Can we have one forum where these mindless political apparachiks (sp?) can stop spouting mindless drivel.
      Joan - you, my dear, are the antithesis of intellectualism. You are like a python or a cobra or an octopus squeezing the life out of The Punch (with apologies to Tony Abbott). Please go to a different forum. This one is about memes - whatever they are.

    • PsychoHyena says:

      10:17am | 28/09/12

      @iansand, it’s okay, Joan is just trying to give her life relevance and wants to be known for “creating a meme”.

    • Gianna says:

      02:03pm | 28/09/12

      Yet you’re entitled to,  and happy to perpetuate the ‘Abbott punch ‘meme?

    • fml says:

      09:02am | 28/09/12



    • Tubesteak says:

      10:56am | 28/09/12


    • T-rev says:

      11:32am | 28/09/12


      Funniest website on the interweb by a country mile…

    • Admiral Ackbar says:

      01:55pm | 28/09/12

      Stories by Cody or Brockway are pure gold. Cracked funnies ftw, nothing comes close. Strangely enough this includes people making up things for seemingly retarded cats to say.

    • Inky says:

      02:06pm | 28/09/12

      blocked at work for reason: tasteless.

      Makes me laugh every time, that. Since when has a supposed lack of taste been grounds for filtering…

    • Lord Blackadder says:

      08:50am | 28/09/12

      “Meme” was a term coined by Richard Dawkins in his book “The Selfish Gene” (1976). It was described by Dawkins as an idea or behaviour that spreads from one person to another within their culture. These can be transmitted through writing, speech, gestures, rituals, etc., with the Internet being the latest means of transmission. Memes are not new, the method of transmitting them has merely evolved.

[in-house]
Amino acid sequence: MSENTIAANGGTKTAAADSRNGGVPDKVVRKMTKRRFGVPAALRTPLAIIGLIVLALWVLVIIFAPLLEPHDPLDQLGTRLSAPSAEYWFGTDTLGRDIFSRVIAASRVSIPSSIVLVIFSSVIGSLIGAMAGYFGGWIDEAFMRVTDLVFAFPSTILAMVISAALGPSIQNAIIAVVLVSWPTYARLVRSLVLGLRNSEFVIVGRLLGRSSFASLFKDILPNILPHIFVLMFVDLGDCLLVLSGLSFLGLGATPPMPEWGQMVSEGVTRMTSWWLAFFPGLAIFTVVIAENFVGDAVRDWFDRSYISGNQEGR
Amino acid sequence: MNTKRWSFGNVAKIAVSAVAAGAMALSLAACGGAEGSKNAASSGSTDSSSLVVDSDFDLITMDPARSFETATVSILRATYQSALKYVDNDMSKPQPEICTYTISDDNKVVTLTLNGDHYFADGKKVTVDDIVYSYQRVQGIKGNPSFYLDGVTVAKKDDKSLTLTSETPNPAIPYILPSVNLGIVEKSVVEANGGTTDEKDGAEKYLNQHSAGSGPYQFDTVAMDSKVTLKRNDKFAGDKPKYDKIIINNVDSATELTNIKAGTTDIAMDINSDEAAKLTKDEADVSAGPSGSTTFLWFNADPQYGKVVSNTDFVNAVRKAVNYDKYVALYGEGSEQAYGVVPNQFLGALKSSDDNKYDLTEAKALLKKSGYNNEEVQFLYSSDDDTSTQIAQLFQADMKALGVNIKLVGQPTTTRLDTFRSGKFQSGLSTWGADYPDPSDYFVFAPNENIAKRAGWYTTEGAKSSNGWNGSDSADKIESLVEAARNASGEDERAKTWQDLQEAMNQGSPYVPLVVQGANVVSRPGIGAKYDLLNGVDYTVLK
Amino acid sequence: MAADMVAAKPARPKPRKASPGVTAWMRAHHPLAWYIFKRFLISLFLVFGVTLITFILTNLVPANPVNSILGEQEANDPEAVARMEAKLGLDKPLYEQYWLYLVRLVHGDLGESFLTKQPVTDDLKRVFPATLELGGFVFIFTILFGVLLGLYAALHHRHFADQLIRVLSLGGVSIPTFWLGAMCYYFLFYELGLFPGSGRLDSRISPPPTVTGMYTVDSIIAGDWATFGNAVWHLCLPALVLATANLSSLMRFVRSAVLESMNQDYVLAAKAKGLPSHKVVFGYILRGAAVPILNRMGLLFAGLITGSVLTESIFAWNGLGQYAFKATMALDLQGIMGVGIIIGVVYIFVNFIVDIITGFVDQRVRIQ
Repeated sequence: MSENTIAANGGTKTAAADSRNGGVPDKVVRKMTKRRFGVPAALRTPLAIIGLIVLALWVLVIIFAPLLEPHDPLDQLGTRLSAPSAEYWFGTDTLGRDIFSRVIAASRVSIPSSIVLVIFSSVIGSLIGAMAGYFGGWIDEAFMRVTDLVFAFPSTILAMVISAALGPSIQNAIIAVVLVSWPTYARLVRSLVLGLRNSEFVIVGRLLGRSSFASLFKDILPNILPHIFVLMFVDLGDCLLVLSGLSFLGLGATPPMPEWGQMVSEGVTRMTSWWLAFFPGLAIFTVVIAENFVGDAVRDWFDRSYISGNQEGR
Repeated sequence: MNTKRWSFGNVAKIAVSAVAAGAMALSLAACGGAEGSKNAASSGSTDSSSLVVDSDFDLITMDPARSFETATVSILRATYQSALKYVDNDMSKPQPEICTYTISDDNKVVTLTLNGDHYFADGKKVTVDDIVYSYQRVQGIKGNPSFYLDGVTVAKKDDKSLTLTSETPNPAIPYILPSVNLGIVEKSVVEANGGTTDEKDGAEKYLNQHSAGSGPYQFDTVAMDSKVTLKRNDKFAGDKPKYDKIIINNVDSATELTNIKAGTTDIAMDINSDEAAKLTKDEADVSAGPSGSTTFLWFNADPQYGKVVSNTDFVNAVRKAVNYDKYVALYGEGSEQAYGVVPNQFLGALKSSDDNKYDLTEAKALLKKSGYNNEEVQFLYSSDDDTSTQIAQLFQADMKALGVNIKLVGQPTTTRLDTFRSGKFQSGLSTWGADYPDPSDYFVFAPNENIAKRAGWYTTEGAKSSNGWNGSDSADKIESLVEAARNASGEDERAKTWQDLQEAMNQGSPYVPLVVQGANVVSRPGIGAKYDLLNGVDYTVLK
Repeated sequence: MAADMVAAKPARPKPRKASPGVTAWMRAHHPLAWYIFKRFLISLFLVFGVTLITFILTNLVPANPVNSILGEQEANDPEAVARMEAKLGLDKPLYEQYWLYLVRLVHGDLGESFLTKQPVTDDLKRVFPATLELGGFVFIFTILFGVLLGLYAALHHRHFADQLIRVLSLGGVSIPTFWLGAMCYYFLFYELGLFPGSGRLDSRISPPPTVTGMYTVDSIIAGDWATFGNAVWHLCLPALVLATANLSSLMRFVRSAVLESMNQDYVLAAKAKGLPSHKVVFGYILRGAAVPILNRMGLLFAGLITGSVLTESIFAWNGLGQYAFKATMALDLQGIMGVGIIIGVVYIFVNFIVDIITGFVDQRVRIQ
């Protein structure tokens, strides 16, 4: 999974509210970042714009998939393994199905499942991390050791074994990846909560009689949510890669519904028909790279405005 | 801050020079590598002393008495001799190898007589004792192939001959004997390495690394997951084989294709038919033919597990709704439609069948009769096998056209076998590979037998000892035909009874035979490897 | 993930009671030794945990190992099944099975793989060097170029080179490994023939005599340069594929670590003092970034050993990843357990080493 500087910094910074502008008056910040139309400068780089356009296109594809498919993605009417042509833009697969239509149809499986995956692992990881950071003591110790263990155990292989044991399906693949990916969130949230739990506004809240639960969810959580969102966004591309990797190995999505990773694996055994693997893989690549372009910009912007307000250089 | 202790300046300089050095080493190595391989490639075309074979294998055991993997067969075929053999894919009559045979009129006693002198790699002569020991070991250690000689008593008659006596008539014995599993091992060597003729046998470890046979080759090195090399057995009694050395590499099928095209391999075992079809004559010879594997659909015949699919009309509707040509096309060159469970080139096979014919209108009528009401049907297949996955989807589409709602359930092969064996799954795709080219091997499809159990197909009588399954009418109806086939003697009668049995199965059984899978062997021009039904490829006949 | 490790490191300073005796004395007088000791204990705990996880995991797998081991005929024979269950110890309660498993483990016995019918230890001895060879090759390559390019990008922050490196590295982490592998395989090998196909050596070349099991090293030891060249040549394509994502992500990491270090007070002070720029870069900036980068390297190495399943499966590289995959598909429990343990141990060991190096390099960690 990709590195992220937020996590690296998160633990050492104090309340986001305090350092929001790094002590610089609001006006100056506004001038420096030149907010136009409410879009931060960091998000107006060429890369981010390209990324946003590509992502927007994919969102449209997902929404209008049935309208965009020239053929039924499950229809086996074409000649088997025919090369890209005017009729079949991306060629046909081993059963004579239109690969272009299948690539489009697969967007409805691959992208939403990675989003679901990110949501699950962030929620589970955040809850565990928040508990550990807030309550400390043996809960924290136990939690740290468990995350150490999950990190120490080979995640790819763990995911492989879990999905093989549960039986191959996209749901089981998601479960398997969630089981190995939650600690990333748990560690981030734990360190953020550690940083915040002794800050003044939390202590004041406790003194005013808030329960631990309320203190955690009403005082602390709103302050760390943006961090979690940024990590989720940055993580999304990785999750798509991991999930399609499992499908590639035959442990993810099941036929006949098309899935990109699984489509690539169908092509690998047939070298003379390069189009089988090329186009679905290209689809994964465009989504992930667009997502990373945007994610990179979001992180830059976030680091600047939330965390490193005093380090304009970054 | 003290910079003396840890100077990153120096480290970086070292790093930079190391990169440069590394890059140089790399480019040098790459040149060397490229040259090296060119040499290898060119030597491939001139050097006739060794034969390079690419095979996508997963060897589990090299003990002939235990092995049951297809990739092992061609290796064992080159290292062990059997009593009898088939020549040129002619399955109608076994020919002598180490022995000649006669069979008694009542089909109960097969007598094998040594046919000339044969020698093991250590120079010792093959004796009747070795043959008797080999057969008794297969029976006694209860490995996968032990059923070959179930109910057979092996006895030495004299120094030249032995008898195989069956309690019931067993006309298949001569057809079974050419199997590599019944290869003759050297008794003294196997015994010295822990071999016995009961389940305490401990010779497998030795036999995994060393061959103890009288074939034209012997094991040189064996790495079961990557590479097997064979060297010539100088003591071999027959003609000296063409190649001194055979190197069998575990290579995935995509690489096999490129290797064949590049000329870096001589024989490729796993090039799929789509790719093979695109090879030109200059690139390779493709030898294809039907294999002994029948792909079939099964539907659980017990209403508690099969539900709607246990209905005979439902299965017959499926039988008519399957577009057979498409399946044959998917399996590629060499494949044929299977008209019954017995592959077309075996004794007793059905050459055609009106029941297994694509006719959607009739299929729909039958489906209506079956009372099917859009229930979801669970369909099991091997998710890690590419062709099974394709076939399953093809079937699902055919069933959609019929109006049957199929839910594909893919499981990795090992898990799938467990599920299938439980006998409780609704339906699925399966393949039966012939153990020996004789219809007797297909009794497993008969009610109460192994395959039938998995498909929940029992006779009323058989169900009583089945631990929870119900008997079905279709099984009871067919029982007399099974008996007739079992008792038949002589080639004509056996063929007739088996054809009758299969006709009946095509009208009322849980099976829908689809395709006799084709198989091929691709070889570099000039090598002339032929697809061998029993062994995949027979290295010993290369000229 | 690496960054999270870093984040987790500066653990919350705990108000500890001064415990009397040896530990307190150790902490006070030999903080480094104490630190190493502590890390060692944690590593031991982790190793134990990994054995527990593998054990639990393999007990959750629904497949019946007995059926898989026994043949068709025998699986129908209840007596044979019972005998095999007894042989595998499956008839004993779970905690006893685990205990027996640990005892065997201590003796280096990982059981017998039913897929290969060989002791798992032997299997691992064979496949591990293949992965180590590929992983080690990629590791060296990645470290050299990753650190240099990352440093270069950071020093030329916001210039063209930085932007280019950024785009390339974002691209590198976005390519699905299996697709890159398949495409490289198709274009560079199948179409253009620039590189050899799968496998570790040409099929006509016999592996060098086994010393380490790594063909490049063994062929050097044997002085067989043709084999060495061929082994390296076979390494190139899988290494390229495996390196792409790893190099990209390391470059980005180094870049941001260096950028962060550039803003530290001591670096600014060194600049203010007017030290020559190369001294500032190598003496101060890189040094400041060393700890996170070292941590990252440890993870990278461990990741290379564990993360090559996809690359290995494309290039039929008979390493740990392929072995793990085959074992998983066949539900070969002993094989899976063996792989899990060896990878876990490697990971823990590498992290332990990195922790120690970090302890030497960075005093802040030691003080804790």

• MD says:

      09:07am | 28/09/12

      Image macros are NOT necessarily memes. They can become them, but 99.99% of people use the word incorrectly.

    • steve says:

      09:58am | 28/09/12

      The concept of Image macros as a whole is a meme.  Though each image macro itself isn’t necessarily a meme.

    • Furry Jesus says:

      09:14am | 28/09/12

      Richard Dawkins’ use of the concept of the meme in social contexts is recent and well-expounded. Go to the master.

    • SydneyGirl says:

      10:41am | 28/09/12

      Today tumblr has been having fun with the Netanyahu red line cartoon bomb.

      Go Bibi awesome presentation skillz!

      Not that the Ahmed bloke lacks them.

    • Baloo says:

      11:24am | 28/09/12

      I’m getting pretty annoyed at the tech section of News.com.au
      All they seem to do now is write stories about funny things they saw on Reddit, usually it’s about 4 paragraphs worth of writing when all they are trying to say is “LAWLS LOOK AT THIS CAT :D!!”

      I want to read about interesting new discoveries and inventions.

    • Inky says:

      02:03pm | 28/09/12

      “I want to read about interesting new discoveries and inventions. “

      In Australia?

    • Ohcomeon says:

      03:30pm | 28/09/12

      Ive recently realised that 90% of every item from news.com.au that isnt local news, I had already heard from reddit, sometimes months ago.

      Remember when reporters used to go out and get stories?

    • pussed off in grafton says:

      04:44pm | 28/09/12

      There’s a cat that roams around my building and it never does anything clever, funny or even stupid.


      What’s a meme again?

    • PsychoHyena says:

      03:49pm | 28/09/12

      I think Gina is a meme, isn’t she?

    • Swamp Thing says:

      06:10pm | 28/09/12

      Lets just have live coverage of convicted criminals fighting to the death with sharp objects. Compelling viewing…. I would totally go for the collecters ed on blu-ray.